06 Nov

A Day in the Background

I spent a good chunk of my day updating my netbook from Mint 16 to 17 (XFCE) –really a background task that took an hour of hands on time. The netbook with its limited resources wasn’t really happy with v16, so I gave 17 (Qiana) a shot. I didn’t have much hope–its only one version, right? It turns out that almost everything about it is better, including a performance bump. I also added a nice Google Drive sync client called Insync. (I’d make a joke but I can’t recall the names of which boy was precisely in which boy band. Unless you called the Clash a boy band–or perhaps a band of raucous lads.)

The upgrade would have taken less time if I hadn’t tried to cheat it first and just update without doing a clean install. The former didn’t work, the latter worked well, and the changes in the UI were often better than those I had configured previously. Good show, Mint.

06 Nov

WordPress Fatality

Today WordPress dished a fatal error message when I tried to hit the admin login screen, essentially a “class not found” error from a php script in a Google security plugin. The solution, after several other attempts: FTP into my WP install, browse into the plugins folder, and delete the Google folder. In other words, I used a hammer. I don’t recall exactly what the plugin does, but I do know that (based solely on my ability to reach my dashboard and type this entry) that things are back to normal. I’ll dig into it and determine if it’s a useful plugin.

If you are maintaining your own WP install, you’ll find that there are more error messages that solution search results, Horatio. I feel like I got lucky. It’s also another reason to do some plugin weeding.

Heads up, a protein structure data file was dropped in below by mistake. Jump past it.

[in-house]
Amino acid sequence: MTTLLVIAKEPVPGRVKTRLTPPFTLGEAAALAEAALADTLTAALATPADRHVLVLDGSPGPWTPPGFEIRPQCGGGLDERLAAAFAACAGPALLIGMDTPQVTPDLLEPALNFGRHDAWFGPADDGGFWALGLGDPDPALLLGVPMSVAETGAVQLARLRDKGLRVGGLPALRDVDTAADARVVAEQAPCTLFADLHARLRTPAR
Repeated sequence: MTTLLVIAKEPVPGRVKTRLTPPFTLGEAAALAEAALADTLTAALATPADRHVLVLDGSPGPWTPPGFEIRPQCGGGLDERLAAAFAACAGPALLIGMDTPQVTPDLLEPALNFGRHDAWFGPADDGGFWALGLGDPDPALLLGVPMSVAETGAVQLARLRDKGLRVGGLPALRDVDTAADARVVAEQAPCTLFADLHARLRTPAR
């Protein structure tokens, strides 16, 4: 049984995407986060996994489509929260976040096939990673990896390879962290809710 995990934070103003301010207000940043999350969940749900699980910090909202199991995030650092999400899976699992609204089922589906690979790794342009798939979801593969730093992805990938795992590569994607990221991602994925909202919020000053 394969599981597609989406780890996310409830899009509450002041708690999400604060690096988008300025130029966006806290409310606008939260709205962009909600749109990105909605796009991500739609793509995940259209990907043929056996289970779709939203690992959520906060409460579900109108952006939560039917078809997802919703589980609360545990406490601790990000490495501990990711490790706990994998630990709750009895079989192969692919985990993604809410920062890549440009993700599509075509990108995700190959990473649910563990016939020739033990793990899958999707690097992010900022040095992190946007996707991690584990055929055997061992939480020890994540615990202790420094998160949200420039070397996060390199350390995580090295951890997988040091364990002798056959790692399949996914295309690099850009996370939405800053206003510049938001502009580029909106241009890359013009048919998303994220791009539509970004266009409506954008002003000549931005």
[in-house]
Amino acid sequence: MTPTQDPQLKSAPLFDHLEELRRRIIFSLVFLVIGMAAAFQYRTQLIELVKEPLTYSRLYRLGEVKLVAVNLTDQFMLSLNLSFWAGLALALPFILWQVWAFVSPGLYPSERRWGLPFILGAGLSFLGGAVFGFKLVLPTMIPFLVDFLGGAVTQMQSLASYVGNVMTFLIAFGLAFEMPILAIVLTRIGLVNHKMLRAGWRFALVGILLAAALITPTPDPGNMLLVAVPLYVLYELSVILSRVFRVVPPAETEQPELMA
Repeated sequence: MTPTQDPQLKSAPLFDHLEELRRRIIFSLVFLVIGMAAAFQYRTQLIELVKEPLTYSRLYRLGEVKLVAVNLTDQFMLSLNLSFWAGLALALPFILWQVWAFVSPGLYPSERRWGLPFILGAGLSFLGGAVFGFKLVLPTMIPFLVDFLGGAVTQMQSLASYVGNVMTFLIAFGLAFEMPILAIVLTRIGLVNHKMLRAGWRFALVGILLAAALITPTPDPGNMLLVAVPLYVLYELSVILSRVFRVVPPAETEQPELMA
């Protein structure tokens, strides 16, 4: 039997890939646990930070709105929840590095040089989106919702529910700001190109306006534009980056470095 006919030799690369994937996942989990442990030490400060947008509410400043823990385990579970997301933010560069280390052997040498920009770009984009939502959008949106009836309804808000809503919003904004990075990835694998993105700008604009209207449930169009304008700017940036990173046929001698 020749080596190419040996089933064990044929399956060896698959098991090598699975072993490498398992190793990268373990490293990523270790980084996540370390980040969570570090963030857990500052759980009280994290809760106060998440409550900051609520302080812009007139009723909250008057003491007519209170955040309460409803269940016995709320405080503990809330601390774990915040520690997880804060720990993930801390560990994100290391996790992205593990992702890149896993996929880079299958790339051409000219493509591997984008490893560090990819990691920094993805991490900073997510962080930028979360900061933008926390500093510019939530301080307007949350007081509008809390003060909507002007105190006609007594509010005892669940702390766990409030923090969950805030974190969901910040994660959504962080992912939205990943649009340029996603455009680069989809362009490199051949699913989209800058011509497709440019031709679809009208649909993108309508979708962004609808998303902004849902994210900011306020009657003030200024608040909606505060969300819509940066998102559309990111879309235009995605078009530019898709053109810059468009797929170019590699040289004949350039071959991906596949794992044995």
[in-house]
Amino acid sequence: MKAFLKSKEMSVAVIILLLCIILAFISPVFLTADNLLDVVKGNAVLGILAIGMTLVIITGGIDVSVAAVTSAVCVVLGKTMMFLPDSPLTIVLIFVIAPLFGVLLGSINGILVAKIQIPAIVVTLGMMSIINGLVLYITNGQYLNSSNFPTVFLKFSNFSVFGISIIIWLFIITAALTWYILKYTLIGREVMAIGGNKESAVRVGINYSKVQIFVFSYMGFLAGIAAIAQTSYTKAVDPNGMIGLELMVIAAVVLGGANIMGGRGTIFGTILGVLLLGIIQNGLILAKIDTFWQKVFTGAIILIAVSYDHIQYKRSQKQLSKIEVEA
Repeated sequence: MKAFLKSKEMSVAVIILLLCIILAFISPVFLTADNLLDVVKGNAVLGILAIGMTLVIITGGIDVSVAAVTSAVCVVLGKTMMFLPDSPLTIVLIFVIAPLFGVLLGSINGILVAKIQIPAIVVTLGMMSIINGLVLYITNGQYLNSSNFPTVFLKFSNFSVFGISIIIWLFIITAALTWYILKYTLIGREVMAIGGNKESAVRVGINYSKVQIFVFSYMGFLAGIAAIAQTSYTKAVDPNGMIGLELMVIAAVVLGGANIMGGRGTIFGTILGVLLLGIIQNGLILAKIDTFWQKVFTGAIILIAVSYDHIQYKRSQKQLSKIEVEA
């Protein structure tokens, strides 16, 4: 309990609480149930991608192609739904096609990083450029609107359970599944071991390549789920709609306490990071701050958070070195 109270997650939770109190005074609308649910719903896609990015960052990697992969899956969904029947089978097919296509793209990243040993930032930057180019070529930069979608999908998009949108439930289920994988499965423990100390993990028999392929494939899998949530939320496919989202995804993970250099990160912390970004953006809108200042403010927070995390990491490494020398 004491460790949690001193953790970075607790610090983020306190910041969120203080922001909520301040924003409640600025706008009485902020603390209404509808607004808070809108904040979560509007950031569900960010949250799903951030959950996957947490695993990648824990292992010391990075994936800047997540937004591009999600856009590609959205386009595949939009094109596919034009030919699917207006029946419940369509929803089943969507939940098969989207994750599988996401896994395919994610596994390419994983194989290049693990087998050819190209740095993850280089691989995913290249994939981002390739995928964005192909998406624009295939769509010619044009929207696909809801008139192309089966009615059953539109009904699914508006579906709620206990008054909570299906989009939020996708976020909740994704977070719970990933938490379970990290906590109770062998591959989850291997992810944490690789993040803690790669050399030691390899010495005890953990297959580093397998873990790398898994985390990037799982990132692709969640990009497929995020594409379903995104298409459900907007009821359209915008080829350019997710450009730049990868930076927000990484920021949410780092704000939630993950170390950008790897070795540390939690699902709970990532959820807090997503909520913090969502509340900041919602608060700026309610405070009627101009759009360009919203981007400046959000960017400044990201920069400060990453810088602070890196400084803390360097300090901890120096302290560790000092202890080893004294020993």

04 Sep

Garden Report, 2014-09-03

It’s been a short long summer (short on days, long on heat). In short, the keyhole gardens have done well overall, with the kale, chard, and tomatoes highly productive (pounds upon pounds of healthy tasty maters from three plants), the single eggplant has delivered twice what we usually get, and the purple bush beans were reasonably but not overwhelmingly productive. (They would have produced more if had I layered organic materials closer to the surface).

Note: The keyhole gardens are too ugly now for photos. One must retain appearances. I’ll return later and add a few from their halcyon days of mid summer. I planted some late season carrots that almost took off–until the weather cooled, re-energizing Chloe, our young golden lab, who until that point kept out of the gardens. The carrot patch is now a DMZ. Straw hats on chests, we let it lie.